The contradictions have happened more than once. Pence said during the transition, for example, that Flynn had not discussed sanctions during calls with the Russian ambassador. That was later revealed to be untrue, and Pence pleaded ignorance.
Pence also defended Trump’s firing of FBI director James Comey by pointing to the recommendations made by Attorney General Jeff Sessions and deputy attorney general Rod Rosenstein that were widely circulated by the White House. But Trump soon announced he would have fired Comey regardless of the recommendation, again landing Pence in an awkward spot.
And despite Pence’s attempts to steer clear of Russia-related landmines in the White House, his mere proximity to Trump and presence in the West Wing makes him of keen interest to investigators – and it’s unknown what the questioning could uncover.
“All the senior staff are potential grand jury witnesses,” said Adam Goldberg, a former Clinton White House special associate counsel.
Pence, for example, can eventually expect to face a range of questions from special counsel Robert Mueller and others investigating the Russia probe over conversations he had during the transition period with Flynn, as well as Trump’s firing of Comey.
On the Flynn front, there is a record showing Pence got a heads up about some of the retired lieutenant’s controversies through his role leading the Trump post-election transition, even though he previously claimed he wasn’t aware of the activities.
Rep. Elijah Cummings, the top Democrat on the House Oversight and Government Reform Committee, sent Pence a letter on Nov. 18 raising alarm about Flynn’s conflicts of interest, namely his work lobbying on behalf of the Turkey government and his December 2015 paid trip to Moscow. The transition team that Pence led acknowledged the letter 10 days later.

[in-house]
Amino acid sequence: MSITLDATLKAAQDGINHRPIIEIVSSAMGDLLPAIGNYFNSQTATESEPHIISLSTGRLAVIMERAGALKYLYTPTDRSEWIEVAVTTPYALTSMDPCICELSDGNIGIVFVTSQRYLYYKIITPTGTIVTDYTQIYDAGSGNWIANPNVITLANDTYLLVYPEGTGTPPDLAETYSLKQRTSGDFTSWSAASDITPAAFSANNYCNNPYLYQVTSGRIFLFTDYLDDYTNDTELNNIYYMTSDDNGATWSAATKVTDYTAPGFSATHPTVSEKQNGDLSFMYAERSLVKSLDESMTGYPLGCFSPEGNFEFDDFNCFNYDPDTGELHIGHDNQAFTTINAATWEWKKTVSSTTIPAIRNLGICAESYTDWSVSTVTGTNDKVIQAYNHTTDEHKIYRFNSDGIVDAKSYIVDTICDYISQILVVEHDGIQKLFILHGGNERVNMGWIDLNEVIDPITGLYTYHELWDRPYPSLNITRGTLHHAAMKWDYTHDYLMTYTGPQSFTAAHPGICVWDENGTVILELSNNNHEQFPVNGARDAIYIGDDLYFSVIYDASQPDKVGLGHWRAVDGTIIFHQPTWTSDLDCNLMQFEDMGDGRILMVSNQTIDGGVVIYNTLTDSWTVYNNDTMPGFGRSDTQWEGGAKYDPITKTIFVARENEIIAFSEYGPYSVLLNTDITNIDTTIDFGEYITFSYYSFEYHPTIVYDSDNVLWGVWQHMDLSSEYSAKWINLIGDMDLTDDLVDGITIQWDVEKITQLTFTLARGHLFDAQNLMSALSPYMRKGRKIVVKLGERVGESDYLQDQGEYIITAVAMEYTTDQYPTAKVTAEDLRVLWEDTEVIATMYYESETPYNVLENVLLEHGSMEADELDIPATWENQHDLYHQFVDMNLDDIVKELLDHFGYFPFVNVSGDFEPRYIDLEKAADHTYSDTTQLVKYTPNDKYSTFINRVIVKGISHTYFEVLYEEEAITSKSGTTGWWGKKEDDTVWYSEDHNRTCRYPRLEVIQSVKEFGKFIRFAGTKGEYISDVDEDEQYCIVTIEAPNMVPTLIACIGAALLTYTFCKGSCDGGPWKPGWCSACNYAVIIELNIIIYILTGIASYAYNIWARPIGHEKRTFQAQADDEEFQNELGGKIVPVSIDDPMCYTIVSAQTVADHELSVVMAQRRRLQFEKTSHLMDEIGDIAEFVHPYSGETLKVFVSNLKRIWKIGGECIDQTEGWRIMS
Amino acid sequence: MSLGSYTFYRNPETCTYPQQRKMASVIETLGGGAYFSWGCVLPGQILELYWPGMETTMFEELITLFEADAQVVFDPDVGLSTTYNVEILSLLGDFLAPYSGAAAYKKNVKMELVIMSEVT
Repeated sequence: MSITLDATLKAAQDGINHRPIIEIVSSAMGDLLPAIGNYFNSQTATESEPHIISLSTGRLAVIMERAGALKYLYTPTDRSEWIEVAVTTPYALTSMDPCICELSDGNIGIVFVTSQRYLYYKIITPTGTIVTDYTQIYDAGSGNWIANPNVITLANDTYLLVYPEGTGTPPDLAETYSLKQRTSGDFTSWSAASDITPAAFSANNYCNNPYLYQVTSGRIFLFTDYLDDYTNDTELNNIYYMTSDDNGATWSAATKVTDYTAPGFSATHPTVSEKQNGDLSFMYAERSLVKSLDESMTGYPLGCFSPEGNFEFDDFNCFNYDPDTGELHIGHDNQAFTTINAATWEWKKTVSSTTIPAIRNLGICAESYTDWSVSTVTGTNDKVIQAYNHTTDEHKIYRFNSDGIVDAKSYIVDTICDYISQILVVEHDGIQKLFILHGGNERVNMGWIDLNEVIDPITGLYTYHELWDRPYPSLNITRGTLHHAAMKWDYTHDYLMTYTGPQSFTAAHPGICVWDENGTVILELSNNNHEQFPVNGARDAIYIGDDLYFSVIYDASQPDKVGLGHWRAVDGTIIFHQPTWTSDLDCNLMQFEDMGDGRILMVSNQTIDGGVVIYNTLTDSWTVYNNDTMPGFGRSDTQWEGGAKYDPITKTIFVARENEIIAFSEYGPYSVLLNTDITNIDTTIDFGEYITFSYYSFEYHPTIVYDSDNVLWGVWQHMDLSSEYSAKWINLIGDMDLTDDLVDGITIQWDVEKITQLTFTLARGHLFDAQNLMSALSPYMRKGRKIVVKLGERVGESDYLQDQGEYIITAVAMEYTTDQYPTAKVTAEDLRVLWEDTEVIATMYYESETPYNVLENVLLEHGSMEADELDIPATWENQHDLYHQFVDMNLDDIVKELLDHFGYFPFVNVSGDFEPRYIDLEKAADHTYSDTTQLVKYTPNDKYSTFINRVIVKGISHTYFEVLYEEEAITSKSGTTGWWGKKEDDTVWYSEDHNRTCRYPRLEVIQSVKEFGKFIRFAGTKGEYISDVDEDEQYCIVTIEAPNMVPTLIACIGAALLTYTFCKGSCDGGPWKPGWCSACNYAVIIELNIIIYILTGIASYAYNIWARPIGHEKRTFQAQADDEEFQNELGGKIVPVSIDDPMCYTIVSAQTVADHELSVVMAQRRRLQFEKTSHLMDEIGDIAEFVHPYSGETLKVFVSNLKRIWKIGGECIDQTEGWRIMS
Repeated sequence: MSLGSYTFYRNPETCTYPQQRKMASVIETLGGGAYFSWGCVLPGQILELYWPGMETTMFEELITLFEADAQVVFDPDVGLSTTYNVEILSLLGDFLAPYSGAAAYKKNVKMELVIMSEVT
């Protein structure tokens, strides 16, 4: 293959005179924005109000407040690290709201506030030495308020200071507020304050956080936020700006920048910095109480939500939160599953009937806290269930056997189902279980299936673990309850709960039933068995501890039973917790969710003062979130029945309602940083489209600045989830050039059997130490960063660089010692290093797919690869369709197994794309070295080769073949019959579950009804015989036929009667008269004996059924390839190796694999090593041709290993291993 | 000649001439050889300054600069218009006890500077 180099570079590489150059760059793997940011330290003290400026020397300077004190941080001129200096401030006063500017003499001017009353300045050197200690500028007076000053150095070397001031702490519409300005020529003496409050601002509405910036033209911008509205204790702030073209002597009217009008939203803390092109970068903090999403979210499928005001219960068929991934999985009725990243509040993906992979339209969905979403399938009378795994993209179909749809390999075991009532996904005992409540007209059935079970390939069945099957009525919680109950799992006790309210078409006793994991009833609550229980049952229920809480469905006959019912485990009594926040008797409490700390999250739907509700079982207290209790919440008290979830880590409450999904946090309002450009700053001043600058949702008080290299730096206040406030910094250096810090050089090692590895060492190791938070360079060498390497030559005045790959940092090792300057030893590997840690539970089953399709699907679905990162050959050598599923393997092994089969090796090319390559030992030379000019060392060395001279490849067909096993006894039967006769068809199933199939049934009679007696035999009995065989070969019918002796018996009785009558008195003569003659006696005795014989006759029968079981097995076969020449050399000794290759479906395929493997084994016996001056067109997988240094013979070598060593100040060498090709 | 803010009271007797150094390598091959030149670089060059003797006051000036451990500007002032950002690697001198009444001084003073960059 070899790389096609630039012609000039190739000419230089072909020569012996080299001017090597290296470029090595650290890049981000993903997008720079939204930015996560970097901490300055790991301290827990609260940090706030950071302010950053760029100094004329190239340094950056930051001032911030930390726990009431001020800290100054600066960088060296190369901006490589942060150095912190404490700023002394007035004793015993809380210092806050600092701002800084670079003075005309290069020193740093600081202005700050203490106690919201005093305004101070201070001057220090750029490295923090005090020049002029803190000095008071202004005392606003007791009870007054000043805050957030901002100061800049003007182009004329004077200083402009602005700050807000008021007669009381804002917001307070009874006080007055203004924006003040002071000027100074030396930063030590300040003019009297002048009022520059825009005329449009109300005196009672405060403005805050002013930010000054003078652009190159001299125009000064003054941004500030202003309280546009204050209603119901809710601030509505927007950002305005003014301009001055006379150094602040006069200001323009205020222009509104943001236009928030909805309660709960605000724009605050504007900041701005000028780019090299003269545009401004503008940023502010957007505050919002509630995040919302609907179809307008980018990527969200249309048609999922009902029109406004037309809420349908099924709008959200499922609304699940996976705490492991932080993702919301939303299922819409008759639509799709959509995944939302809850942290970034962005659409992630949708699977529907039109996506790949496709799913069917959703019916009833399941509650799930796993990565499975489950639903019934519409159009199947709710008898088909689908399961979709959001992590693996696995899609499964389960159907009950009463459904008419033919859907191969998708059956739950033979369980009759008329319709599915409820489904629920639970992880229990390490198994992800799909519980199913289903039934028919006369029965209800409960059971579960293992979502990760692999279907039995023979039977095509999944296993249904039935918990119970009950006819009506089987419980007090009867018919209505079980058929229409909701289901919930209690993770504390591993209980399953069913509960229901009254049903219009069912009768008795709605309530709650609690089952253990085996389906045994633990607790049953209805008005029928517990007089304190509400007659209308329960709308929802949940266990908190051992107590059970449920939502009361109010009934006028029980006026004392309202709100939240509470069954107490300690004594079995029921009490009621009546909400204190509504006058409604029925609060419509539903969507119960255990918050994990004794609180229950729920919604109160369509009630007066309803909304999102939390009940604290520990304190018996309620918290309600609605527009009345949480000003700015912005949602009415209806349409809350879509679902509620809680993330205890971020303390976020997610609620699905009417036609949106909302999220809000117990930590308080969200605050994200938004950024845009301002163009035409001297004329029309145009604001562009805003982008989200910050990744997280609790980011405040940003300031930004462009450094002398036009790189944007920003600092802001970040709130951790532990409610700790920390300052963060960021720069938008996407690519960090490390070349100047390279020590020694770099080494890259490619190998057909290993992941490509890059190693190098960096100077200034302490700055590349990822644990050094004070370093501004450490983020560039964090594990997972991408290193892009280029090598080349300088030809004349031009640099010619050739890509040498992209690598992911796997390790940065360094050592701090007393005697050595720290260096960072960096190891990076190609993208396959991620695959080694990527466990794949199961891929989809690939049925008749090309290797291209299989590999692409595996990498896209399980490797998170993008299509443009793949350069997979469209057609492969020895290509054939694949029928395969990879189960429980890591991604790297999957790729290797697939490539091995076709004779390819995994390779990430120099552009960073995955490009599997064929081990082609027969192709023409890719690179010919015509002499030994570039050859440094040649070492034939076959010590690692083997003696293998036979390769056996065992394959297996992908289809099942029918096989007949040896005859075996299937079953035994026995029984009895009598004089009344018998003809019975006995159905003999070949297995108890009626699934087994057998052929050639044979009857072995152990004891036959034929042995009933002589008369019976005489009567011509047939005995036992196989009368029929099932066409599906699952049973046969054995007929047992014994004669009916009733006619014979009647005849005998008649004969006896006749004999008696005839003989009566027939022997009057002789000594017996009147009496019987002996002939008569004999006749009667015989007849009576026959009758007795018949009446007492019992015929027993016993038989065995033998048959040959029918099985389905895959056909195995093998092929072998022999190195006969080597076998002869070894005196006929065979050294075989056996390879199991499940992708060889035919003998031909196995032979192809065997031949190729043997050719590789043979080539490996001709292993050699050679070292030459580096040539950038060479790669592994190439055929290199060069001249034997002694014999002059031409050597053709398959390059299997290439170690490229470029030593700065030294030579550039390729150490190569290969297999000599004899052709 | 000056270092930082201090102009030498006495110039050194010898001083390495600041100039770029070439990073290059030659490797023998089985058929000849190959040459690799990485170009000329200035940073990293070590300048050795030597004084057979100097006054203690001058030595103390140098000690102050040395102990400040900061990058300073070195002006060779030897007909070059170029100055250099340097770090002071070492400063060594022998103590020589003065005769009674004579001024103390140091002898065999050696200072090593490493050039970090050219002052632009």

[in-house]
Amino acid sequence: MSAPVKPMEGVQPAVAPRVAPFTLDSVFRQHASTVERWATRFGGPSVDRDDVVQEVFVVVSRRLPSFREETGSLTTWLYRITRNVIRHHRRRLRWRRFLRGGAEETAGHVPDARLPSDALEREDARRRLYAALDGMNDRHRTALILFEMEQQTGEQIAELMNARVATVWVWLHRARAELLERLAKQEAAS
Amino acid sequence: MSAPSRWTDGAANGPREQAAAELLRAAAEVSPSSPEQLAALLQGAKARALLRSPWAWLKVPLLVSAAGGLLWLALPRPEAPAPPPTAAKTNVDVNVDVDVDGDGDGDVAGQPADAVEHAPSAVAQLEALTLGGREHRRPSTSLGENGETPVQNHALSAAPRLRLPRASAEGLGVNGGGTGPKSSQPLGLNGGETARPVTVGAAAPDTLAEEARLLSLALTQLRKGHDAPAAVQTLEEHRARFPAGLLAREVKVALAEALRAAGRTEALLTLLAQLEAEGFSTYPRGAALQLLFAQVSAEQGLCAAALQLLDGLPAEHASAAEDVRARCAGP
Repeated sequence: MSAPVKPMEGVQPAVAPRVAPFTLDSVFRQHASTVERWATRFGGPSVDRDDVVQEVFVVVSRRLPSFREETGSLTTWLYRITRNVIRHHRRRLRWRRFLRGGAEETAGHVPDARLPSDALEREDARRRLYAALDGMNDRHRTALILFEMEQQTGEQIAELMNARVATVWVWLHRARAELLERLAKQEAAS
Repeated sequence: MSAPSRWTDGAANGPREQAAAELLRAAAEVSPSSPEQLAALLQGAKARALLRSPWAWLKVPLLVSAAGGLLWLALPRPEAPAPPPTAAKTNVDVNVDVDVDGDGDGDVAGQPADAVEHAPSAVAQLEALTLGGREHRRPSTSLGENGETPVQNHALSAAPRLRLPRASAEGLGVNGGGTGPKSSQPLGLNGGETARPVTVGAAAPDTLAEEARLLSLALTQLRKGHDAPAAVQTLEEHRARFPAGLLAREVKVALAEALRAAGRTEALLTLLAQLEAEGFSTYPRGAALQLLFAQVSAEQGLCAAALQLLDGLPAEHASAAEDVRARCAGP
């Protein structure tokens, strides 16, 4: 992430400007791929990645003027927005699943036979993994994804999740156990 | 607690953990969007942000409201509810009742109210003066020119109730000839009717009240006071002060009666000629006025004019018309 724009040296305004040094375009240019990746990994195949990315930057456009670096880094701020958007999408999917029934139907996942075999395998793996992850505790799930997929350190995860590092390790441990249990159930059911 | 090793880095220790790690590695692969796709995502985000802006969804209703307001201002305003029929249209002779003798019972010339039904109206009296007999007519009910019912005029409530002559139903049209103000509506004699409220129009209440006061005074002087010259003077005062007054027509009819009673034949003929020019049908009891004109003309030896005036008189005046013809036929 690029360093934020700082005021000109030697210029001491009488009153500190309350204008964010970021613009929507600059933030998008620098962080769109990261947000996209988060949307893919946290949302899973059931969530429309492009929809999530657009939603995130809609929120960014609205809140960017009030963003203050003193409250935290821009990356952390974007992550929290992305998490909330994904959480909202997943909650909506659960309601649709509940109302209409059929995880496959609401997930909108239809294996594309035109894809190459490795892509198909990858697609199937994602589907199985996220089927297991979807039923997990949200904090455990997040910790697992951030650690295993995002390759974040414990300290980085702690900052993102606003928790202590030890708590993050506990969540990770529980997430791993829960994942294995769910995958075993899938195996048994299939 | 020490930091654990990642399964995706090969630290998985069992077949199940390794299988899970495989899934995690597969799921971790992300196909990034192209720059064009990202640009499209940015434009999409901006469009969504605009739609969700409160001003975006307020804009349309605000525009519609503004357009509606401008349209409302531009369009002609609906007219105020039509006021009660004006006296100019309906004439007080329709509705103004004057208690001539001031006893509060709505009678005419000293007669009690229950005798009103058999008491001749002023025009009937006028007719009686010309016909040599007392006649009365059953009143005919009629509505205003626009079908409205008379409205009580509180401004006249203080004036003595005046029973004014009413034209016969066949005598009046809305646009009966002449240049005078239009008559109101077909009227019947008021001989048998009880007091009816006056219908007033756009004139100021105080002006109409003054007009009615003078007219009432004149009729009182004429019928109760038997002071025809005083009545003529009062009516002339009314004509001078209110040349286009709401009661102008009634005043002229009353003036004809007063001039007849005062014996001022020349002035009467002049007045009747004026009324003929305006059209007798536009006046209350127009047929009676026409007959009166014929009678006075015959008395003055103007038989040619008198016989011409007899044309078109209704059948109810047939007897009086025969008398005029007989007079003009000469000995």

But in early March, Pence told Fox News that he was just learning of Flynn’s lobbying activities. “Well, let me say, hearing that story today was the first I’d heard of it,” he said.
Pence being caught unaware also doesn’t square with a Feb. 19 interview then-White House chief of staff Reince Priebus gave to NBC where he was asked about Flynn’s firing — and the two-plus week gap between the White House knowing about the national security adviser’s remarks to Pence concerning sanctions and his firing.
“The vice president is in the loop on everything,” Priebus replied.
With Comey, Pence can expect to face questions from federal and congressional investigators about what he was told by the president both before and after Trump pulled the FBI director aside in the Oval Office after a Feb. 14 meeting that had included the vice president, Priebus, Sessions and Kushner. He’s also likely to be questioned in the obstruction of justice investigation centering on Comey’s firing, given that his statement about the justification clashed with Trump’s.
There’s another reason Pence may be called to answer questions. In multiple interviews, he’s dismissed any contact between the Trump campaign and Russian election meddlers.